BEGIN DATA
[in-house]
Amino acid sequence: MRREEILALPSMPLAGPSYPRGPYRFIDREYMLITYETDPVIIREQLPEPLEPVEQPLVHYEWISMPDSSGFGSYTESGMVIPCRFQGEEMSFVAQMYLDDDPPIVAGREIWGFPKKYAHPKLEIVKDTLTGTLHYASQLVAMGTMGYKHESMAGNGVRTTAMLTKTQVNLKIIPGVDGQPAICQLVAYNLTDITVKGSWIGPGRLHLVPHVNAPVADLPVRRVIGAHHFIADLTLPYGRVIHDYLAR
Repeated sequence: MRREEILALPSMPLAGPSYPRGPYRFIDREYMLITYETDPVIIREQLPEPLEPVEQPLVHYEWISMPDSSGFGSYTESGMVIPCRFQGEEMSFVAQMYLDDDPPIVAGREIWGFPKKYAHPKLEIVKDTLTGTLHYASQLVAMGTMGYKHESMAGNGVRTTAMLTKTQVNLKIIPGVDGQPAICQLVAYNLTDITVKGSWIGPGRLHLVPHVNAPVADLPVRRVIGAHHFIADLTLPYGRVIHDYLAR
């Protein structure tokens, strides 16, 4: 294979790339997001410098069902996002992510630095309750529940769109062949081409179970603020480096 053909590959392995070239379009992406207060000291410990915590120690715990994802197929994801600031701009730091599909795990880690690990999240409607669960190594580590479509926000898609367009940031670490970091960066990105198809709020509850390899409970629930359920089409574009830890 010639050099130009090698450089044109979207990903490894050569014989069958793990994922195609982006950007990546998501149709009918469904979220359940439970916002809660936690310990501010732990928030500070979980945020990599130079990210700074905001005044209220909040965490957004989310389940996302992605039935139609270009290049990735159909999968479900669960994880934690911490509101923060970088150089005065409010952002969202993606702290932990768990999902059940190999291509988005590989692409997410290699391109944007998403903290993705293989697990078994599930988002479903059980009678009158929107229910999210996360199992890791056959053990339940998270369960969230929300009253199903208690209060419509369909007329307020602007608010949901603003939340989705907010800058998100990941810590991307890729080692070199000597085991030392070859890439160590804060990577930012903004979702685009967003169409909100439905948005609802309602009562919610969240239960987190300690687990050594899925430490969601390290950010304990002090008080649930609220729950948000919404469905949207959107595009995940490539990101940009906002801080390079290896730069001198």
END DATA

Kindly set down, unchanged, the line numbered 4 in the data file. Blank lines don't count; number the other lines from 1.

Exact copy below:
């Protein structure tokens, strides 16, 4: 294979790339997001410098069902996002992510630095309750529940769109062949081409179970603020480096 053909590959392995070239379009992406207060000291410990915590120690715990994802197929994801600031701009730091599909795990880690690990999240409607669960190594580590479509926000898609367009940031670490970091960066990105198809709020509850390899409970629930359920089409574009830890 010639050099130009090698450089044109979207990903490894050569014989069958793990994922195609982006950007990546998501149709009918469904979220359940439970916002809660936690310990501010732990928030500070979980945020990599130079990210700074905001005044209220909040965490957004989310389940996302992605039935139609270009290049990735159909999968479900669960994880934690911490509101923060970088150089005065409010952002969202993606702290932990768990999902059940190999291509988005590989692409997410290699391109944007998403903290993705293989697990078994599930988002479903059980009678009158929107229910999210996360199992890791056959053990339940998270369960969230929300009253199903208690209060419509369909007329307020602007608010949901603003939340989705907010800058998100990941810590991307890729080692070199000597085991030392070859890439160590804060990577930012903004979702685009967003169409909100439905948005609802309602009562919610969240239960987190300690687990050594899925430490969601390290950010304990002090008080649930609220729950948000919404469905949207959107595009995940490539990101940009906002801080390079290896730069001198």